During formation of the neutralized product in the continuous neutralization system, preferably a continuous high active neutralization loop (Chemithon Corp., Seattle, Wash.) modified as indicated above, one or more α-aminodicarboxylic acids selected from the group consisting of glutamic acid, aspartic acid, aminomalonic acid, aminoadipic acid, and 2-amino-2-methylpentanedioic acid, or their alkali metal salts, are added to the system. Alkali metal salts of glutamic acid and/or aspartic acid are preferred. Monosodium and/or disodium glutamate are most preferred.

______________________________________Component  Structure         pKa______________________________________Aspartic acid (L-Aminobutane- dioic acid)       ##STR2##         10.02 at 25 C. and 0 ionic strengthGlutamic acid (L-2-Aminopen- tanedioic acid)       ##STR3##         9.95 at 25 C. and 0 ionic strengthAminomalonic acid (Aminopropane- dioic acid)       ##STR4##         9.30 at 20 C. and 0 ionic strengthAminoadipic acid (DL-2-Amino- hexanedioic acid)       ##STR5##         9.15 at 25 C. and 0.16 ionic                        strengthDL-2-Amino-2- methylpentane- dioic acid       ##STR6##         9.71 at 25 C. and 0.1______________________________________                        ionic strength

See Critical Stability Constants, A. E. Martell and R. M. Smith, Vol. 1: Amino Acids, (Plenum Press, NY & London, 1974), pp. 23-29, 395; and Merck Index, 8th ed. (Merck & Co., Rahway, N.J., 1968), p. 52.

It has been found that this α-aminodicarboxylic acid/salt component has several surprising benefits in this process. Without this component, the neutralized paste product is off-white in color. When perfume is sprayed on detergent particles made without this component, they turn an unacceptable dark color. After several days, perfume impact can be reduced to a low level. (See Example III.) When disodium glutamate (DSG) for example is added to the neutralization loop, the neutralized paste product, and detergent particles made from the paste, are surprisingly white in color. No discoloration is observed when perfume is sprayed on the detergent particles. Perfume impact is good and the particles are acceptable for use in granular laundry products. The DSG provides good alkalinity control in the neutralization loop and is an effective buffer. It surprisingly reduces paste viscosity and improves processability. DSG can be made from crystalline monosodium glutamate, which is readily available and inexpensive, by dissolving in water and titrating with 50% sodium hydroxide. This α-aminodicarboxylic acid/salt component is preferably added by a metering system into the neutralization loop at the discharge side of the high shear mixer.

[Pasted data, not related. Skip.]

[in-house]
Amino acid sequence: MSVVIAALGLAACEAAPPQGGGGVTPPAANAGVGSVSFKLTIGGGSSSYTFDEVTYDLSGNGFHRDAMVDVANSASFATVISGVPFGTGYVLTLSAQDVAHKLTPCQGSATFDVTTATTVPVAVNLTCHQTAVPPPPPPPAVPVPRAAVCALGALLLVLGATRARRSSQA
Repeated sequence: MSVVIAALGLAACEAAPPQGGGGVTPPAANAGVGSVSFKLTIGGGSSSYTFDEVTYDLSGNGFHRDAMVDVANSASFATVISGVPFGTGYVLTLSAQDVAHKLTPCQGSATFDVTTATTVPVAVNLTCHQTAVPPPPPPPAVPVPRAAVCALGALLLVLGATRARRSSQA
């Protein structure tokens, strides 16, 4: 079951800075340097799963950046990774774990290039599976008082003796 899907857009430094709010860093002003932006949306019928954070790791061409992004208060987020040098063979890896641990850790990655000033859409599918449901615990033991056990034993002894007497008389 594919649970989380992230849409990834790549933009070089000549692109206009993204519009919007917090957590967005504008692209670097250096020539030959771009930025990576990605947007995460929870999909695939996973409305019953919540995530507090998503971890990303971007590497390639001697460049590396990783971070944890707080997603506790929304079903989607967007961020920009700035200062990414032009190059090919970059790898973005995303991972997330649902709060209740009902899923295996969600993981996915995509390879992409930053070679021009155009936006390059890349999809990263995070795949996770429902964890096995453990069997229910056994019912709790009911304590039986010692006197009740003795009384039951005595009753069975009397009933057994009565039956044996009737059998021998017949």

In contrast, when sodium carbonate, a commonly used buffer for neutralization systems, is employed, the neutralized product is unacceptable due to stickiness and carbon dioxide gas bubbles which form during neutralization. Paste and detergent particle discoloration is not observed, although flake product odor is not acceptable (see Example II).

Without meaning to be bound by theory, it is believed that the mechanism whereby these α-aminodicarboxylic acids and/or their salts prevent discoloration is as follows. Since discoloration of the neutralized surfactant paste and detergent particles made from the paste seems to occur even without the addition of perfume, it appears that aldehydes from the perfumes and/or from oxidation of the additive polyethylene glycol, and/or from oxidation of primary alcohols in the surfactant paste remaining from sulfation, are causing the discoloration. These aldehydes probably react with the α-aminodicarboxylic acids/salts, especially mono- or disodium glutamate, preventing the aldehydes from further reaction and thus preventing discoloration.